Economist 5/21/14

  1. On March 19th the FBI charged five members of China’s People’s Liberation Army (PLA) with breaking 31 laws, from relatively minor counts of identity theft to economic espionage, which carries a maximum sentence of 15 years. This is the first time the government has charged employees of a foreign government with cybercrime. The accused are unlikely ever to stand trial in America. Even so, the Justice Department produced posters with mugshots of the men beneath the legend “wanted by the FBI”. Last year Mandiant, a cyber-security firm based in Virginia, released a report that identified Unit 61398 of the PLA as the source of cyber-attacks against 140 companies since 2006.Hackers stole designs for pipes from Westinghouse, an American firm, when it was building four nuclear power stations in China, and also took e-mails from executives who were negotiating with a state-owned company
  2.  The Polio virus looked close to extinction: just five countries reported new instances of polio in 2012. The World Health Organisation (WHO) declared that by 2018 it should be history, alongside smallpox, another once-feared killer. And in March of this year India, which five years ago accounted for nearly half of all cases, was declared polio-free. So far this year 77 polio cases have been reported, up from 33 in the same period of 2013, despite it being the disease’s low season. These are spread across eight countries: Pakistan, Afghanistan, Cameroon, Equatorial Guinea, Ethiopia, Iraq, Syria and Nigeria. Laboratory analyses of faecal samples show that three of the countries (Pakistan, Syria and Cameroon) have recently transmitted the virus to neighbours—particularly alarming for the WHO. Pakistan is the big backslider, accounting for the vast majority of cases (61 out of 77) this year, compared with just eight during the same period in 2013.In recent years Pakistan has allowed some of its most lawless regions to become havens for the virus.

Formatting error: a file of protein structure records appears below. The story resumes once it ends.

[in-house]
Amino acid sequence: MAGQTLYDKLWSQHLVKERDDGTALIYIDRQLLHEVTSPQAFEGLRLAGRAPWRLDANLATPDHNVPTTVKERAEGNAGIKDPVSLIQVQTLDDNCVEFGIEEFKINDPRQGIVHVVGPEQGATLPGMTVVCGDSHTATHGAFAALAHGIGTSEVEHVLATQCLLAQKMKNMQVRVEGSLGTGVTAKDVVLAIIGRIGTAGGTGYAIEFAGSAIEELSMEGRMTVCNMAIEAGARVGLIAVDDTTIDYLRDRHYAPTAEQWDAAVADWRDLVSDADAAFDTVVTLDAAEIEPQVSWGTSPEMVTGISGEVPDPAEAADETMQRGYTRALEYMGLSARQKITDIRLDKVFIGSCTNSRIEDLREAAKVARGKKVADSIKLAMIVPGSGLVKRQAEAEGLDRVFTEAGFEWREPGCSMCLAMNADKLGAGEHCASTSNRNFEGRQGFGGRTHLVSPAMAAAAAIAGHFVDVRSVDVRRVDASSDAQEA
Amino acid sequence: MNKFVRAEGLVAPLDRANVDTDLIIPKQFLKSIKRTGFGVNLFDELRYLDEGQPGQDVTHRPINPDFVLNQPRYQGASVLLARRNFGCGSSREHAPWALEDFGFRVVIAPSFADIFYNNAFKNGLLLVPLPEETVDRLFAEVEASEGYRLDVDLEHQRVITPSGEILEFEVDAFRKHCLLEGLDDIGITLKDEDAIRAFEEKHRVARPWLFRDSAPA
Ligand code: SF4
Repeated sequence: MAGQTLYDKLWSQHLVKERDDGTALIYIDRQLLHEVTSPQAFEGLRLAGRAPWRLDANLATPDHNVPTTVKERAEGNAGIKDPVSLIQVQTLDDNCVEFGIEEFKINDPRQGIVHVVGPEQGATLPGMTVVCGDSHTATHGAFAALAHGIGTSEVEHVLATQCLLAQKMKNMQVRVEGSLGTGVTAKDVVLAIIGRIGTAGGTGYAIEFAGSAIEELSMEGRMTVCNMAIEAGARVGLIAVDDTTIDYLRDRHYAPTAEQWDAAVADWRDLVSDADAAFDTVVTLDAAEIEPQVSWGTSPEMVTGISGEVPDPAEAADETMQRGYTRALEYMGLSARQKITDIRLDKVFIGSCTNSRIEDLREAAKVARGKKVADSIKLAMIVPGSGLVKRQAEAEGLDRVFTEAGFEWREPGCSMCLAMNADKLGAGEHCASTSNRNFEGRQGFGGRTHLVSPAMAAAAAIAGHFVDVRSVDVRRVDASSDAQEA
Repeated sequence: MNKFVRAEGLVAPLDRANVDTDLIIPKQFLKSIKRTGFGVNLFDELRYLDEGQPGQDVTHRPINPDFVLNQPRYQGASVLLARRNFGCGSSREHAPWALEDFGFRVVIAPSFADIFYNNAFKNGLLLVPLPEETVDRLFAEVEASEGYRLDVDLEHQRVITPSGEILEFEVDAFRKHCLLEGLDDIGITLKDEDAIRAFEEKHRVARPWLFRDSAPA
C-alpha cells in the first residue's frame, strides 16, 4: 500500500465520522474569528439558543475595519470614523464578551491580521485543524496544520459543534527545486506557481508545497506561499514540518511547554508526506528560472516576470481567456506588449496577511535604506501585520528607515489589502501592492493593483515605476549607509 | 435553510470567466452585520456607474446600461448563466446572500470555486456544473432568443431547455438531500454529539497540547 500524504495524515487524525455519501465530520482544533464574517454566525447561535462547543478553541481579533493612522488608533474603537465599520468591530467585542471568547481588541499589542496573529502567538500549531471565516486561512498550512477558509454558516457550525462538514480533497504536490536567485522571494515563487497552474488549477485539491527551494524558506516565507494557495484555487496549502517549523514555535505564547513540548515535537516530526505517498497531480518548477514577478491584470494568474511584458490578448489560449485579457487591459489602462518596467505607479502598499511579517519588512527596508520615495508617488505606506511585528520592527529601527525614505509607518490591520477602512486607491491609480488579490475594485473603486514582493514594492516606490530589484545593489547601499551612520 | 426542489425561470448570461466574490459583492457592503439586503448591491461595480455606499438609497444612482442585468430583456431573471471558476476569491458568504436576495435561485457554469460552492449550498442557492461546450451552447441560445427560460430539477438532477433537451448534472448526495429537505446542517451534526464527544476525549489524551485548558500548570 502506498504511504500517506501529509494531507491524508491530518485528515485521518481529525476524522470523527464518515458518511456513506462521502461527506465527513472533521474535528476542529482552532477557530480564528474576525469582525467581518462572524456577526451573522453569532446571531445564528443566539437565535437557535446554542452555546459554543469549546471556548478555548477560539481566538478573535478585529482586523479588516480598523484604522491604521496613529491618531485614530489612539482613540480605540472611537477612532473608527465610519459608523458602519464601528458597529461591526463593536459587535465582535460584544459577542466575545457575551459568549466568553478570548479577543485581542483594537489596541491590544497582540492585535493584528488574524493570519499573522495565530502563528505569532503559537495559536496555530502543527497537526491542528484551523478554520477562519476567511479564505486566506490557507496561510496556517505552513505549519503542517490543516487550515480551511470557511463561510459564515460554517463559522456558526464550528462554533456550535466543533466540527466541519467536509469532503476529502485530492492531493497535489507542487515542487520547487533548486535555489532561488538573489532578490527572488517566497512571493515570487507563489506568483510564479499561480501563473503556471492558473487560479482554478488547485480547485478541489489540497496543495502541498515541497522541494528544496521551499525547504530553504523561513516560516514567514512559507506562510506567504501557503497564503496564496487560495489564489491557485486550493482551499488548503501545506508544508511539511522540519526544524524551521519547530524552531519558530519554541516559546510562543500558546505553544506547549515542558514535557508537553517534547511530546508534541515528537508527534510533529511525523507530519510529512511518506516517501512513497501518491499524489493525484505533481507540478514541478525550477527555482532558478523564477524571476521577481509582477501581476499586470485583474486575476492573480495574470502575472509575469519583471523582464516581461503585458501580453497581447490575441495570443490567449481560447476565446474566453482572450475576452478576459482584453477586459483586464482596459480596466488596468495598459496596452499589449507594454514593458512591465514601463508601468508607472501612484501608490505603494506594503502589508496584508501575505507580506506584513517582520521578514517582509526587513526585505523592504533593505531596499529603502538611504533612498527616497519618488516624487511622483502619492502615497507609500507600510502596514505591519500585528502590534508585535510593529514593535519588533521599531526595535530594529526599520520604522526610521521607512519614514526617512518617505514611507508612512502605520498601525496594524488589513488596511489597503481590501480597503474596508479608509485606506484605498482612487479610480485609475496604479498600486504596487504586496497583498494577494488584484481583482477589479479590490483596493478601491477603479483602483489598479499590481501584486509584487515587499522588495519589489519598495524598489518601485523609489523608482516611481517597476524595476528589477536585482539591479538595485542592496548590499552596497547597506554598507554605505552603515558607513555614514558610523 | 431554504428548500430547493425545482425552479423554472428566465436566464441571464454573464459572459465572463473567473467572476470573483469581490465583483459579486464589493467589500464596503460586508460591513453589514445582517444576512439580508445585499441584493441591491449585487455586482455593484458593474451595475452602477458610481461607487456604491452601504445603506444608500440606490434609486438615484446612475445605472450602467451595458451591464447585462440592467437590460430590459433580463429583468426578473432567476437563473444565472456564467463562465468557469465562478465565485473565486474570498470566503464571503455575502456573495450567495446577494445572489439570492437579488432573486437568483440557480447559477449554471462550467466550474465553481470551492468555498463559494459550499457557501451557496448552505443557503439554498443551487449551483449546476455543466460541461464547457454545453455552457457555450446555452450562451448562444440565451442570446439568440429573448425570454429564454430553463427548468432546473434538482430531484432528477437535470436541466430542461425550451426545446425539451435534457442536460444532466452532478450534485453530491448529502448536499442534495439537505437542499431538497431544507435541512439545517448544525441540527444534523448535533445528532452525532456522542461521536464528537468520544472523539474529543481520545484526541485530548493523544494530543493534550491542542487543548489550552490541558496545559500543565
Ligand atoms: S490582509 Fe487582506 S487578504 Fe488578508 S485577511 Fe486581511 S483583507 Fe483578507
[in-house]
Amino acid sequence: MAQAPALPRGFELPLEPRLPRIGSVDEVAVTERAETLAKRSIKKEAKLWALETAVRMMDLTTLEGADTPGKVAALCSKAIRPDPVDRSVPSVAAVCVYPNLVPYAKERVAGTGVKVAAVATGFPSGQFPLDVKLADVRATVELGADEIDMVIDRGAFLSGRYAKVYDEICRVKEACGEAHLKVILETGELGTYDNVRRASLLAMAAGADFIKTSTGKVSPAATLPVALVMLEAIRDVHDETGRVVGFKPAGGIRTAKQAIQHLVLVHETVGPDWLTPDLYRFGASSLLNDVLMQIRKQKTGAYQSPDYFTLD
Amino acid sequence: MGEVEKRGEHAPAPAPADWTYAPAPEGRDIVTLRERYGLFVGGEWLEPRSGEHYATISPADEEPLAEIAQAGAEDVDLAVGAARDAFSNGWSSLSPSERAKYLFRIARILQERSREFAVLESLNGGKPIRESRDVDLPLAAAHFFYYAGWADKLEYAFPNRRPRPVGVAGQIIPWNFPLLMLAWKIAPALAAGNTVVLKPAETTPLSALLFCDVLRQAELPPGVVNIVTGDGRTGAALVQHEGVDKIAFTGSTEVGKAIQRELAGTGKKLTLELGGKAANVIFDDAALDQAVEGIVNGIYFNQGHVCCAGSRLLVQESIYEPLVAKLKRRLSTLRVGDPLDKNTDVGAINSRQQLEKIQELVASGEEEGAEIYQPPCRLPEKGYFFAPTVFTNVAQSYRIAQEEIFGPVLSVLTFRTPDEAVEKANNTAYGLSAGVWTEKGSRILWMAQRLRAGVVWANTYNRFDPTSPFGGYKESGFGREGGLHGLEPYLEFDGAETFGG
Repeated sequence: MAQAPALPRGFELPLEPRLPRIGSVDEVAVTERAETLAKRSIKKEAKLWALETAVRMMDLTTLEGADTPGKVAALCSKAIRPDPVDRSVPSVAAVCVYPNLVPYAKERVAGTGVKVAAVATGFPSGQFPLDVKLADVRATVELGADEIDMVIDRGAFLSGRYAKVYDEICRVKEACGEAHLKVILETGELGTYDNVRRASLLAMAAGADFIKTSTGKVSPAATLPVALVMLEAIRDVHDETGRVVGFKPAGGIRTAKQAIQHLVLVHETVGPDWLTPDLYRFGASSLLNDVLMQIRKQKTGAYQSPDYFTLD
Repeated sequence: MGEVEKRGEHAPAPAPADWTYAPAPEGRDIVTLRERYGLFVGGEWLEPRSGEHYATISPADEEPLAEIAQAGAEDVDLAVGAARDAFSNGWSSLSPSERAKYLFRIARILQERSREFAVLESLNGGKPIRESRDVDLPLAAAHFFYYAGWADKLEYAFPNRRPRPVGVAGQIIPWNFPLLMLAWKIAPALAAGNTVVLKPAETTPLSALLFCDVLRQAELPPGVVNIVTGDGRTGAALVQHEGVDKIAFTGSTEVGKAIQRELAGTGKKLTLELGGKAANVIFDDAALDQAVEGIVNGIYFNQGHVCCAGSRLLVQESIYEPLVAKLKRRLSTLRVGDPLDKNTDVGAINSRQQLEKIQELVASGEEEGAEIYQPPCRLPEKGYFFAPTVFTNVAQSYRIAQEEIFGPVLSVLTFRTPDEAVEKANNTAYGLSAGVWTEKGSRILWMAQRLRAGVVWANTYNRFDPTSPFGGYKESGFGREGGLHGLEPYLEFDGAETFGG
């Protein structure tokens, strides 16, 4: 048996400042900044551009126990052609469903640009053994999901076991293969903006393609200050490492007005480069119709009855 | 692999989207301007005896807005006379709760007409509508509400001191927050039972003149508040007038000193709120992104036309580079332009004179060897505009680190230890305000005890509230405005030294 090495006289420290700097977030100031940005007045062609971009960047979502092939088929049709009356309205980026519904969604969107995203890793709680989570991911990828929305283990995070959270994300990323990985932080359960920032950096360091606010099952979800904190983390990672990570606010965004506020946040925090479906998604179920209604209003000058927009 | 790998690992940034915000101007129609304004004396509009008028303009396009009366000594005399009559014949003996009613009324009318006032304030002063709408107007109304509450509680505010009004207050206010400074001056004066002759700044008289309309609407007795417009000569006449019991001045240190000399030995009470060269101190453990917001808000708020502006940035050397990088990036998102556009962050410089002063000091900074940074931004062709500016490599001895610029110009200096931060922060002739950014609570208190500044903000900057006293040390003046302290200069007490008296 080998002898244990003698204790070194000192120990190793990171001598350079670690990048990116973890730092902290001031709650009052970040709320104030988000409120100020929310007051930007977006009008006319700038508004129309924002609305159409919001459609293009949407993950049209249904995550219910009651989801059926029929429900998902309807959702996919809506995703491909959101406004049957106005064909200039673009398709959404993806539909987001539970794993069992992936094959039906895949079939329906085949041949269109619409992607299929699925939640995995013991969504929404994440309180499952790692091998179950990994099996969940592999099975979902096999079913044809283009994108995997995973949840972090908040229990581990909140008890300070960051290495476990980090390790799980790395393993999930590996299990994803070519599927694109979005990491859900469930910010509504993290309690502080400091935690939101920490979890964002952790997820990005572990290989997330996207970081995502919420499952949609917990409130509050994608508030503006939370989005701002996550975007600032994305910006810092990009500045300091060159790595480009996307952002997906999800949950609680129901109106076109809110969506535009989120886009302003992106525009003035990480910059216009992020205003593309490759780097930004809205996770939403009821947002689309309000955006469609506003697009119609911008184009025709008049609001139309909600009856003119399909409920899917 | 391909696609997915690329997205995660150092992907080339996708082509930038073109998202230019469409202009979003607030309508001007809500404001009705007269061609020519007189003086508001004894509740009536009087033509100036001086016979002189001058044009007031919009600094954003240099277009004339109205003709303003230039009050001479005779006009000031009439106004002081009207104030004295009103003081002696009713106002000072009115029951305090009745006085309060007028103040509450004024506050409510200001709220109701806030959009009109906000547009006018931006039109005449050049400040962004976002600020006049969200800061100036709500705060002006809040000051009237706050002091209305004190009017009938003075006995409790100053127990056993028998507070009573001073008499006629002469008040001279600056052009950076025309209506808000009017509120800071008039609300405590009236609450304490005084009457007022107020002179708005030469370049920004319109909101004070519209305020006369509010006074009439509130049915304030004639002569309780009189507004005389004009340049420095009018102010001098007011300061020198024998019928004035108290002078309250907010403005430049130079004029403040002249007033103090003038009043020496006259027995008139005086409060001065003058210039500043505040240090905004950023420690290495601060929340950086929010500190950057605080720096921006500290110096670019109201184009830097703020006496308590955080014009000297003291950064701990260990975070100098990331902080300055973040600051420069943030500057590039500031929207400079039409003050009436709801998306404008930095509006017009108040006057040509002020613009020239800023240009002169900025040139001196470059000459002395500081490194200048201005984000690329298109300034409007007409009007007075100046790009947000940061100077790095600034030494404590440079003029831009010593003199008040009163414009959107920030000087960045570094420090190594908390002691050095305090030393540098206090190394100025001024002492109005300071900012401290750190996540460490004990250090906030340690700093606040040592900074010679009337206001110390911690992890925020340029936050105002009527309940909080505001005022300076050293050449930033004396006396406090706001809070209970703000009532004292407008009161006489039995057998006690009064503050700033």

3. In 1914 half of Buenos Aires’s population was foreign-born.Argentina ranked among the ten richest in the world in 1914, after the likes of Australia, Britain and the United States, but ahead of France, Germany and Italy. Its income per head is now 43% of those same 16 rich economies; it trails Chile and Uruguay in its own back yard.The country’s dramatic decline has long puzzled economists The first explanation is that Argentina was rich in 1914 because of commodities; its industrial base was only weakly developed.The landowners who made Argentina rich were not so bothered about educating it: cheap labour was what counted. That attitude prevailed into the 1940s, when Argentina had among the highest rates of primary-school enrolment in the world and among the lowest rates of secondary-school attendance.Without a good education system, Argentina struggled to create competitive industries.The divide between farmers and workers endures. Heavy export taxes on crops allow the state to top up its dwindling foreign-exchange reserves; limits on wheat exports create surpluses that drive down local prices. But they also dissuade farmers from planting more land, enabling other countries to steal market share.
  4. Hamid Reza Mazaheri-Seif, head of the Spiritual Health Institute in Qom, said that yoga’s new-age spiritualism was corrupting Islam and urged all decent Iranians, particularly members of the baseej, to protect the Islamic Republic against the “irreversible damages” yoga could cause. According to Iran’s Yoga Association, the country has around 200 yoga centres, a quarter of them in Tehran, the capital, where groups can often be seen practising in parks—to the chagrin of religious hardliners.
  5. Critical to this $2.5m techno-Eden, run by a firm called Green Sense Farms, are the thousands of blue and red light-emitting diodes (LEDs) supplied by Philips, a Dutch technology firm. The light they give off is of precisely the wavelength craved by the crops grown here, which include lettuce, kale, basil and chives.The idea of abandoning the sun’s light for the artificial sort is not new. It offers plenty of advantages: no need to worry about seasons or the weather, for instance, not to mention the ability to grow around the clock.Philips reckons that using LED lights in this sort of controlled, indoor environment could cut growing cycles by up to half compared with traditional farming.

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